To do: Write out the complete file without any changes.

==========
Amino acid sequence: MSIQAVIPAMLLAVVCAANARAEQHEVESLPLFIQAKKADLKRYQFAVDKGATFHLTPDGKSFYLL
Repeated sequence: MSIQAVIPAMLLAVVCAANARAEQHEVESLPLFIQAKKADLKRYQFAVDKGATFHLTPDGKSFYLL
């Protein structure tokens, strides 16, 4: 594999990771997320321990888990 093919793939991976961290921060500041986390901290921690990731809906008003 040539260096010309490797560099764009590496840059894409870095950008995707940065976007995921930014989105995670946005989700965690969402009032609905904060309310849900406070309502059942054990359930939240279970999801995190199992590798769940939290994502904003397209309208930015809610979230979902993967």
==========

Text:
Amino acid sequence: MSIQAVIPAMLLAVVCAANARAEQHEVESLPLFIQAKKADLKRYQFAVDKGATFHLTPDGKSFYLL
Repeated sequence: MSIQAVIPAMLLAVVCAANARAEQHEVESLPLFIQAKKADLKRYQFAVDKGATFHLTPDGKSFYLL
């Protein structure tokens, strides 16, 4: 594999990771997320321990888990 093919793939991976961290921060500041986390901290921690990731809906008003 040539260096010309490797560099764009590496840059894409870095950008995707940065976007995921930014989105995670946005989700965690969402009032609905904060309310849900406070309502059942054990359930939240279970999801995190199992590798769940939290994502904003397209309208930015809610979230979902993967």